YELLOW DOG by Miriam Körner
CHILDREN'S AND TEEN
Released: March 7, 2017

"Heartwarming and optimistic. (Fiction. 10-14)"
Jeremy and his best friend, Justin, seem inseparable until Jeremy's newfound interest in dogs and a mysterious old man threaten their friendship. Read full book review >
HENRY HUNTER AND THE CURSED PIRATES by John Matthews
CHILDREN'S AND TEEN
Released: March 7, 2017

"There's nothing exceptional here, but the otherworldly elements and headlong pacing will sweep readers along. (Fantasy/mystery. 10-12)"
In a second brush with the supernatural (following Henry Hunter and the Beast of Snagov, 2016), brainy young sleuth Henry and his faithful chronicler, Adolphus, are kidnapped by undead pirates. Yo ho ho! Read full book review >

THE MOST DANGEROUS THING by Leanne Lieberman
Released: March 7, 2017

"An approachable, earnest, feel-good romance between a white Jewish girl and a Chinese-Canadian immigrant boy provides the flavor for a tale of recovery and empowerment. (Fiction. 13-15)"
An eleventh-grade girl wants to start a relationship but is stymied by depression and anxiety. Read full book review >
SECRETS & SEQUENCES by Gene Luen Yang
CHILDREN'S AND TEEN
Released: March 7, 2017

"Nearly every element (especially the bad guys) escalates wildly and successfully in this nifty comp-sci romp. (Graphic science fiction. 8-14)"
The series' overarching plot ramps up in the third entry of the Secret Coders series. Read full book review >
LIFE STEALER by Lene Kaaberbøl
CHILDREN'S AND TEEN
Released: March 7, 2017

"A worthy series outing for fans. (Fantasy. 11-13)"
A series of frightening waking dreams entangles trainee witch Clara Ash in a "soul tangle" with a life-destroying revenant. Read full book review >

BASEBALL GENIUS by Tim Green
CHILDREN'S AND TEEN
Released: March 7, 2017

"A bunt at best, but Green's a good enough storyteller to keep readers in the game. (Fiction. 10-13)"
Hooking up with a renowned shortstop-turned-publisher, Green shows that the premise of his Football Genius (2007) plays just as well in another sport. Read full book review >
THE BEAST IS AN ANIMAL by Peternelle van Arsdale
Released: March 7, 2017

"Moody, ponderous, and baroque; a good choice for readers with Gothic inclinations. (Fantasy. 12-18)"
In a dark atmospheric fantasy debut, one young woman (like so many adolescents) finds her greatest enemy is the monster within. Read full book review >
THE PAIN EATER by Beth Goobie
Released: March 7, 2017

"Powerfully written, this is not just a story about trauma, but also one of healing. (Fiction. 13-18)"
A thoughtful and sensitive handling of a difficult topic. Read full book review >
CHILDREN'S AND TEEN
Released: March 7, 2017

"In today's world, it remains more important than ever to remember these survivors. (afterword, photos, characters, glossary) (Memoir. 11-14)"
Michael was only 4 when he miraculously survived the liberation of Auschwitz in January 1945. Read full book review >
A MONTH OF MONDAYS by Joëlle Anthony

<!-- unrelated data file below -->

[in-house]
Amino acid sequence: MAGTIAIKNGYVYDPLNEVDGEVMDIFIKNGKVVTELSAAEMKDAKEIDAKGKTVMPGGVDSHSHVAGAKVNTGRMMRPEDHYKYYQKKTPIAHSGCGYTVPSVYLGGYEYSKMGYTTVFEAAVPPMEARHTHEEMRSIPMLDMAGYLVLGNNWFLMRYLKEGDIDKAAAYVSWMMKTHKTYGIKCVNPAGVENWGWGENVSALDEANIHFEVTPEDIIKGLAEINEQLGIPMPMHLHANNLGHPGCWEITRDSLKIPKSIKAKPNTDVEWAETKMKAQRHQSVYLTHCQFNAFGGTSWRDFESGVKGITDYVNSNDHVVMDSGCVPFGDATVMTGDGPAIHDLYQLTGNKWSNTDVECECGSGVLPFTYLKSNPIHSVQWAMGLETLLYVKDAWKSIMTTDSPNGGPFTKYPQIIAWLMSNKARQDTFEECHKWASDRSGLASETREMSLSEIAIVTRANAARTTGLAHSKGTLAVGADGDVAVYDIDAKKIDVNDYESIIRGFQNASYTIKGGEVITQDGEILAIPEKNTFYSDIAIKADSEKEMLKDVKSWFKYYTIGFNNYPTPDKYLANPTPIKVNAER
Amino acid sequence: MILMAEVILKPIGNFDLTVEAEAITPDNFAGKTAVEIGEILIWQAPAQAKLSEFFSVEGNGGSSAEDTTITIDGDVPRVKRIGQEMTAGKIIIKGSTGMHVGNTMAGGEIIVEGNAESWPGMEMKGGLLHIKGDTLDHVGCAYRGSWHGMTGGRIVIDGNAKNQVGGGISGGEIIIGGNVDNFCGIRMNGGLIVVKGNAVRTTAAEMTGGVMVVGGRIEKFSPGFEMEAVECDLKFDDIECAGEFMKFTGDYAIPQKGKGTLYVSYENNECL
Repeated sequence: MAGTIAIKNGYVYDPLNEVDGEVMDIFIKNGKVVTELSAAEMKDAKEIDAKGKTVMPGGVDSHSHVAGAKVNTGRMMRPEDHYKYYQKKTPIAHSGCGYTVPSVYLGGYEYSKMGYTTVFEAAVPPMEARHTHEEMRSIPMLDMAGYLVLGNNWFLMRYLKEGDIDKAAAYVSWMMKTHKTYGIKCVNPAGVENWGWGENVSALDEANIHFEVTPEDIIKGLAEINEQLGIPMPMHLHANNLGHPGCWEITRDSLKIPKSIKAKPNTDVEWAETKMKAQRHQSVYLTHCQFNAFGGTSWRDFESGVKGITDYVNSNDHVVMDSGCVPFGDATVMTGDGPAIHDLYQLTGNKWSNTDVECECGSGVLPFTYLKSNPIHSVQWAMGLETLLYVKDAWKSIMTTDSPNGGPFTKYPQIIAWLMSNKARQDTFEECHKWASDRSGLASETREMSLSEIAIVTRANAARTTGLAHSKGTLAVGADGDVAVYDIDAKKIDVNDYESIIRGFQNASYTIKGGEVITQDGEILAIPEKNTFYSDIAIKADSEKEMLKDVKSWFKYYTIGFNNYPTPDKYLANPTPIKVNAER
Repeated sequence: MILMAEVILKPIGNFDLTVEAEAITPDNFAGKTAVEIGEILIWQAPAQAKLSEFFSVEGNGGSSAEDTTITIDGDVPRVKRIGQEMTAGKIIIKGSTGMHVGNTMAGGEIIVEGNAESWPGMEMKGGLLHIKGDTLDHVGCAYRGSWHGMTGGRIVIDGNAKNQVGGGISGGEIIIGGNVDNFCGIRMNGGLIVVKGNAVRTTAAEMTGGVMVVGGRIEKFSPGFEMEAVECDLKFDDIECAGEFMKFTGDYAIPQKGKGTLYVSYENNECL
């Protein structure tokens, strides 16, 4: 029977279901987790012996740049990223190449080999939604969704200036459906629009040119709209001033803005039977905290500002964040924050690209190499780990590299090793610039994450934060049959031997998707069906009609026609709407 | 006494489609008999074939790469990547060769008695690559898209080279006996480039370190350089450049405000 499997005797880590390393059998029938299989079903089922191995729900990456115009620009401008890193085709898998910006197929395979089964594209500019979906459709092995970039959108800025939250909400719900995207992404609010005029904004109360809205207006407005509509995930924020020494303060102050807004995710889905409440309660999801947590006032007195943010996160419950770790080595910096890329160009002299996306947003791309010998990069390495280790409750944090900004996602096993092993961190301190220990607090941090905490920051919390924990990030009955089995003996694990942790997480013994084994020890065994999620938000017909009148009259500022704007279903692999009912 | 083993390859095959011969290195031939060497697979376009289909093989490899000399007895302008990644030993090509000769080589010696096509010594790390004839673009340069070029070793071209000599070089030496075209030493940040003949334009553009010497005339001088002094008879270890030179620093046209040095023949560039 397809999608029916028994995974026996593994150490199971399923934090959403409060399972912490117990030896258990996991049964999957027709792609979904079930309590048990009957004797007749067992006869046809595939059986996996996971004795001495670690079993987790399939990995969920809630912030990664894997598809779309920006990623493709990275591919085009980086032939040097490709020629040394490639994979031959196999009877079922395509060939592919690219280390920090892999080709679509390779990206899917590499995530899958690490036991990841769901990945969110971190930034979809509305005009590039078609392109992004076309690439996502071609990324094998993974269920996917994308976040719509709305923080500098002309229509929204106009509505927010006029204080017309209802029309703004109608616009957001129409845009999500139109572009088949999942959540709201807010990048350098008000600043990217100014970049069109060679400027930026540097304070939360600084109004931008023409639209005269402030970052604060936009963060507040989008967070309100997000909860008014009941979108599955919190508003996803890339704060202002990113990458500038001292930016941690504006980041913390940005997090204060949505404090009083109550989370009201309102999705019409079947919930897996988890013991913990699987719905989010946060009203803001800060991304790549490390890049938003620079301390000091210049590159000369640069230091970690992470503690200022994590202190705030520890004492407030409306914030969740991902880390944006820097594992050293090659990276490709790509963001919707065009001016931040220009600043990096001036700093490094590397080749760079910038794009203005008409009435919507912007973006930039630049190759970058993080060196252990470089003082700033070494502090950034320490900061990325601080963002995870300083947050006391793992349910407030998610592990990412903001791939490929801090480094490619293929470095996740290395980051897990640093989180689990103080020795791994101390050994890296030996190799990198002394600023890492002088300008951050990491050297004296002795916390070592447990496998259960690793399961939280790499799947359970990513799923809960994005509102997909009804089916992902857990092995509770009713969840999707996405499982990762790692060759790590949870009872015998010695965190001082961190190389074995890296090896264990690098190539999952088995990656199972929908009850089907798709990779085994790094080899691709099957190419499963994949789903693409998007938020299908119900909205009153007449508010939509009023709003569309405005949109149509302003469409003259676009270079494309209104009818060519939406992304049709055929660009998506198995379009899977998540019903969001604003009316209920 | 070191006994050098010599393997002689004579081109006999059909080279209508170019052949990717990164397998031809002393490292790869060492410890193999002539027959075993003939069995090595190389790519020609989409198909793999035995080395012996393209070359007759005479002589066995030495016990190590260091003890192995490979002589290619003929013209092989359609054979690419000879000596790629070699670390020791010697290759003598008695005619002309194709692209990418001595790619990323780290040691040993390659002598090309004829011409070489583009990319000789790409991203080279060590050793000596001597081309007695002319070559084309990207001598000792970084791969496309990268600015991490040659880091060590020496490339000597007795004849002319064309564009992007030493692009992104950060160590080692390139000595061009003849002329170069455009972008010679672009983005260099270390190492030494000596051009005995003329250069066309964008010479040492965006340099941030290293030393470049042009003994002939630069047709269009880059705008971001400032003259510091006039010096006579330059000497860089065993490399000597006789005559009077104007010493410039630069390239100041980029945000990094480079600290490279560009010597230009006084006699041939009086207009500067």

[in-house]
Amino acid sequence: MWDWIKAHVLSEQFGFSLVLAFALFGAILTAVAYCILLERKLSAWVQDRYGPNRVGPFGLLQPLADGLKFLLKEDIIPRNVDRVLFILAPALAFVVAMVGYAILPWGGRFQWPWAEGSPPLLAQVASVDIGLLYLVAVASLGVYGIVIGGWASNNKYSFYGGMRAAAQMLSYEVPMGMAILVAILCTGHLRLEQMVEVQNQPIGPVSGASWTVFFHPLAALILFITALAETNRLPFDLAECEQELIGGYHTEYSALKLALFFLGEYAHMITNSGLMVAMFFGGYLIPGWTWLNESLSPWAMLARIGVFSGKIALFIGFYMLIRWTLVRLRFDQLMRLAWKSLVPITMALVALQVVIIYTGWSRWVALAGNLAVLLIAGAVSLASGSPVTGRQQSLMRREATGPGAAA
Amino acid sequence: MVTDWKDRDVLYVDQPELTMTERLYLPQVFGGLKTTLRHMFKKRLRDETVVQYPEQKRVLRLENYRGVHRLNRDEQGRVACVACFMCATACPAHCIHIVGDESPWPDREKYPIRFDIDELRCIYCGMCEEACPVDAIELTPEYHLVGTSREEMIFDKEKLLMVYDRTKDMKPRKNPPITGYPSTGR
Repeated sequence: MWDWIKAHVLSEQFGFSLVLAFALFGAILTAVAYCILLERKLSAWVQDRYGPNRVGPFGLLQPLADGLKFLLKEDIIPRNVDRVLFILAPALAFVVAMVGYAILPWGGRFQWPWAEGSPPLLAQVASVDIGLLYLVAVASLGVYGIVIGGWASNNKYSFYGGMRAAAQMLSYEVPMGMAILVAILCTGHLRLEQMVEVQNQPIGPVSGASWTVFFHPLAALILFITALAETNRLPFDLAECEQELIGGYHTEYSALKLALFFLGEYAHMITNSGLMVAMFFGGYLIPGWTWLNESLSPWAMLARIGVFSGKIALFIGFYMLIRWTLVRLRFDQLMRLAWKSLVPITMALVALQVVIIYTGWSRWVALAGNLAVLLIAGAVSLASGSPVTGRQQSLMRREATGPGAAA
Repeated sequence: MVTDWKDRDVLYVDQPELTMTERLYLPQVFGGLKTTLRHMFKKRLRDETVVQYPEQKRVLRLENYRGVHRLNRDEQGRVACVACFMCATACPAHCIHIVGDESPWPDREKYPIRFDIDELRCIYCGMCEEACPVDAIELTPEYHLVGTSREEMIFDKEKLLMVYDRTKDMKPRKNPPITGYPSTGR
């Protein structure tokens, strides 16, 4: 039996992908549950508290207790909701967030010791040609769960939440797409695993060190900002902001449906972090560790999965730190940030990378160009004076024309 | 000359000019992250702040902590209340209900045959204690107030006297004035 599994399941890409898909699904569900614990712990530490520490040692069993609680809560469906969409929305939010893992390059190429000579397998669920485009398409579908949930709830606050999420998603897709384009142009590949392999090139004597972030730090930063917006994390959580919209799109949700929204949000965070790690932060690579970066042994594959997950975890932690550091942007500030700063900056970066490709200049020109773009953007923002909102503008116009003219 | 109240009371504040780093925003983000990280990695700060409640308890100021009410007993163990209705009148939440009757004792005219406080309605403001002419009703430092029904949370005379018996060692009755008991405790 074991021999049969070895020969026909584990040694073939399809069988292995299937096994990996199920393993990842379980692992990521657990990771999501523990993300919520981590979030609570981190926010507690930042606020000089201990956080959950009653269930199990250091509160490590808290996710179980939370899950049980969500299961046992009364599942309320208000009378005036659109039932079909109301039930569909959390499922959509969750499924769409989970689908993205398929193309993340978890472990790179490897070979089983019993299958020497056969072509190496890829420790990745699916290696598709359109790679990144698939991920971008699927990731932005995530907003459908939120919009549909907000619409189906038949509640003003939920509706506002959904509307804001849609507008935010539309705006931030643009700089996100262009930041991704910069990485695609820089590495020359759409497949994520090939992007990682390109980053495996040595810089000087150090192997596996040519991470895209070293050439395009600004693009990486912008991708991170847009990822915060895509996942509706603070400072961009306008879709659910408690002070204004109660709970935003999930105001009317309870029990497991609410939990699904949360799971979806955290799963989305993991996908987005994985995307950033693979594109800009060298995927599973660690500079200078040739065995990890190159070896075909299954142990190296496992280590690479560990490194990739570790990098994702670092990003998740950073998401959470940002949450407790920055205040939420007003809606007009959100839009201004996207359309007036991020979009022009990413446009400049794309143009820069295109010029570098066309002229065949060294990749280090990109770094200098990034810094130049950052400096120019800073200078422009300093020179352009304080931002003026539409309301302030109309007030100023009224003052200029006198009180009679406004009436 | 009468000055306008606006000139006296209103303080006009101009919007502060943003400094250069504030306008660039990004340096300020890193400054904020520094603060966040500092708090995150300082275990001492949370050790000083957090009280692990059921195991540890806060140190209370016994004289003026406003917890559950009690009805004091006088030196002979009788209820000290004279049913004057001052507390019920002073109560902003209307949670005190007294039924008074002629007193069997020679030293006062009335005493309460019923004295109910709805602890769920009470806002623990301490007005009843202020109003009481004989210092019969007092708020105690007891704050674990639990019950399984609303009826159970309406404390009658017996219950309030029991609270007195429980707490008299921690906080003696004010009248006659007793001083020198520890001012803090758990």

CHILDREN'S AND TEEN
Released: March 7, 2017

"A solid story that explores themes of family, abandonment, and belonging. (Fiction. 10-14)"
Grade-seven student Suze Tamaki decides whether or not to reconnect with her 10-years-absent mother. Read full book review >
PAYBACK by Gordon Korman
CHILDREN'S AND TEEN
Released: March 7, 2017

"Action-packed, high-speed fun. (Adventure. 8-12)"
In this trilogy closer, the four escaped clones from Project Osiris are still on the run, trying to avoid capture, discover the truth behind their criminal origins, and rescue the rest of the clones from the clutches of the evil Dr. Hammerstrom. Read full book review >
ARMSTRONG & CHARLIE by Steven B. Frank
CHILDREN'S AND TEEN
Released: March 7, 2017

"Unforgettable, well-drawn titular characters are the heart of this deeply moving and laugh-out-loud funny story about family, friendship, integrity, and navigating differences. (Historical fiction. 10-14)"
Two sixth-grade boys from different worlds are brought together by school desegregation in 1970s Los Angeles. Read full book review >
Kirkus Interview
Brad Parks
author of SAY NOTHING
March 7, 2017

In Brad Parks’ new thriller Say Nothing, judge Scott Sampson doesn’t brag about having a perfect life, but the evidence is clear: a prestigious job. A beloved family. On an ordinary Wednesday afternoon, he is about to pick up his six-year-old twins to go swimming when his wife, Alison, texts him that she’ll get the kids from school instead. It’s not until she gets home later that Scott realizes she doesn’t have the children. And she never sent the text. Then the phone rings, and every parent’s most chilling nightmare begins. A man has stolen Sam and Emma. For Scott and Alison, the kidnapper’s call is only the beginning of a twisting, gut-churning ordeal of blackmail, deceit, and terror; a high-profile trial like none the judge or his wife has ever experienced. Their marriage falters. Suspicions and long-buried jealousies rise to the surface. Fractures appear. Lies are told. “The nerve-shredding never lets up for a minute as Parks picks you up by the scruff of the neck, shakes you vigorously, and repeats over and over again till a climax so harrowing that you’ll be shaking with gratitude that it’s finally over,” our critic writes in a starred review. View video >